I hesitated to come in here with this, comically late with such an obvious Christmas treat, and especially after my long absence in this space, but since I am loathe to let this holiday end, here I am.
With a Christmas recipe.
Holidays this autumn were a bit sketchy, you see. Over the past three months, we have celebrated Princess Hazelnut's third birthday, our tenth wedding anniversary, and my own, um, (let's see, I was born in 1973...) 37th birthday, but there was also a funeral, a frightening and unexpected vacation in ICU for The Carnivore, and the general mayhem that goes along with such life-pausing events (a few of which happened concurrently).
So it was with great relief and pure delight that our Christmas was cozy, warm, simple, full of light and love, and devoid of illness and stress. There were handmade and secondhand gifts under the tree and homemade treats shared with family and friends. We did not travel, we did not shop at the mall, we did not spend very much money, and we enjoyed every easy, lovely minute of the season.
And there was snow. In Georgia! On Christmas!
But most importantly, there was Peppermint Bark.
This treat is new only to me, I suppose, since everyone I know seems to have heard of some permutation or another of bark candies, but it was a revelation to me. I had never had Peppermint Bark before, not in any form, and it rocked my world in the way that Pain au Chocolat does the first time one bites into it while walking down the street on a first visit to Paris, or the way, from what I hear, one feels when they skydive for the first time.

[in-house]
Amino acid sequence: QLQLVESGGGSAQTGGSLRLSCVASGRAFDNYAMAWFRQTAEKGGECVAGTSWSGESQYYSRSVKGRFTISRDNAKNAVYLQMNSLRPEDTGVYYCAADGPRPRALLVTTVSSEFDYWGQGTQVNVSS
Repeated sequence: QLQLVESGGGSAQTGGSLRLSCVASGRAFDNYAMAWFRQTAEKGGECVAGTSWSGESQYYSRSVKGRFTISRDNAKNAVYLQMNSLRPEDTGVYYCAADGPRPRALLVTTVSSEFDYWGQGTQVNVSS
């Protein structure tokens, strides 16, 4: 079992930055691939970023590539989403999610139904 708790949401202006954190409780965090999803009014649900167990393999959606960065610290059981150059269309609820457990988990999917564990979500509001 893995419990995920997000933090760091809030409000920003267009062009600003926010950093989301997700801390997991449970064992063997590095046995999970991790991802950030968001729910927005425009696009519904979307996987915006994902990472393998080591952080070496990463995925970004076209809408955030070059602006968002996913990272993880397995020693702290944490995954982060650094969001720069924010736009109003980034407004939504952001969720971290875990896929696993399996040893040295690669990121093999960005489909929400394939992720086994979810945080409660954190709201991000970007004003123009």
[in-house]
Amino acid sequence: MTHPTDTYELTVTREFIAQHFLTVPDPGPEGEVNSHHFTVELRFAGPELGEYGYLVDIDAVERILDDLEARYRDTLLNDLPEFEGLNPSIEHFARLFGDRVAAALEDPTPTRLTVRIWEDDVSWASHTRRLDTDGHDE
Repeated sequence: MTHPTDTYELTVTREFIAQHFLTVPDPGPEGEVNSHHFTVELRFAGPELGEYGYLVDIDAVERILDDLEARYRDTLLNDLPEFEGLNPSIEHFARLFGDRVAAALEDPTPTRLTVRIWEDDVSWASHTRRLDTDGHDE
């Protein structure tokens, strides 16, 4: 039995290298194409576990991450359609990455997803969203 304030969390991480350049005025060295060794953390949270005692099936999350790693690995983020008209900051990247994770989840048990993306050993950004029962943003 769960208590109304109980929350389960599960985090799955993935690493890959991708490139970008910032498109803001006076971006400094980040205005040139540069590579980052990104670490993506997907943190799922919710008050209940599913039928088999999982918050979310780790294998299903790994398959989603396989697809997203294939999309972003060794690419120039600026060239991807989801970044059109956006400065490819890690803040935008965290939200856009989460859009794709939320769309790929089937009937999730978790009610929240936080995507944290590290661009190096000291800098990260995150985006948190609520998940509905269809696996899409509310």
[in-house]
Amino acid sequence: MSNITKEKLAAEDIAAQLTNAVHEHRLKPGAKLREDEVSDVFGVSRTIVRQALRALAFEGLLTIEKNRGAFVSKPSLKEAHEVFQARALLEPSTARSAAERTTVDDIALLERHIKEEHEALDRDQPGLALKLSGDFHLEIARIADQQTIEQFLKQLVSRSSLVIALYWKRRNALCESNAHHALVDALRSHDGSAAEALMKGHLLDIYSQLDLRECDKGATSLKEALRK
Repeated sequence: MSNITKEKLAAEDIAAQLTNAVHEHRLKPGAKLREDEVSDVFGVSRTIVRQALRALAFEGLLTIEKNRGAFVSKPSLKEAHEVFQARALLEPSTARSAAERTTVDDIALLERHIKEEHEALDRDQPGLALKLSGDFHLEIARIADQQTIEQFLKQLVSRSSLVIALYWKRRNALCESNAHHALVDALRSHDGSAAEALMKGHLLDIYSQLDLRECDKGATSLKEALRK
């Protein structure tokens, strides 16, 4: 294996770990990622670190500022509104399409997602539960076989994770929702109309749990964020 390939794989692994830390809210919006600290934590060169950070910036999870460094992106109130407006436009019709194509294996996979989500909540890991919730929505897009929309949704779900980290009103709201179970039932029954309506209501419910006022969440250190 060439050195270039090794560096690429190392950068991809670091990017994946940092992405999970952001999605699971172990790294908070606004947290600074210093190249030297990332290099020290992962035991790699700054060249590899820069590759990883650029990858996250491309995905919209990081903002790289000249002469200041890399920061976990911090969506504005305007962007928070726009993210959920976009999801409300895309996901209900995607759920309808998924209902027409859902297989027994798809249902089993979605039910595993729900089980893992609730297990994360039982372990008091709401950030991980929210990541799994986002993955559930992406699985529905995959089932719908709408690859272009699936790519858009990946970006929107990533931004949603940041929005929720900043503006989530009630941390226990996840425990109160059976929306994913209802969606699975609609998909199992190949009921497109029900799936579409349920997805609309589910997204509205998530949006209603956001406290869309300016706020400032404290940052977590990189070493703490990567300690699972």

Not that I would ever jump out of a plane. For any reason.
This Peppermint Bark recipe came from a nearly-vintage issue of Bon Appetit, but found it's way to me via Orangette (even though I paid little attention at the time) and Soule Mama (who had to write about it two years in a row before I sat up and took notice). I might have even passed over it again, but I was on the lookout for a gift that would travel well through the mail, would not run counter to various dietary restrictions, and would not weigh much.
That's right. I was worried about shipping weight, but not about the weight the recipients might adorn themselves with after, ahem, scarfing down a few handfuls of decadence cut neatly into triangular shapes. It is Christmas, after all, or at least it was Christmas, and everyone knows you're supposed to go overboard in some way or another during the holiday season. And as I kept the spending under tight control, I felt the calories should have free rein to run amok.
I made two batches of this bark on the first attempt, something I am generally loathe to do, but this recipe came well-pedigreed, so even though peppermint is not usually my flavor of choice, I felt certain I could trust this would make a good gift (and that I would want a little extra to keep around for personal snacking purposes). As it was, the recipients should consider themselves lucky to have gotten any at all. It was truly that good. So good, in fact, that I am highly tempted to buy more ingredients for another batch when the world thaws out tomorrow.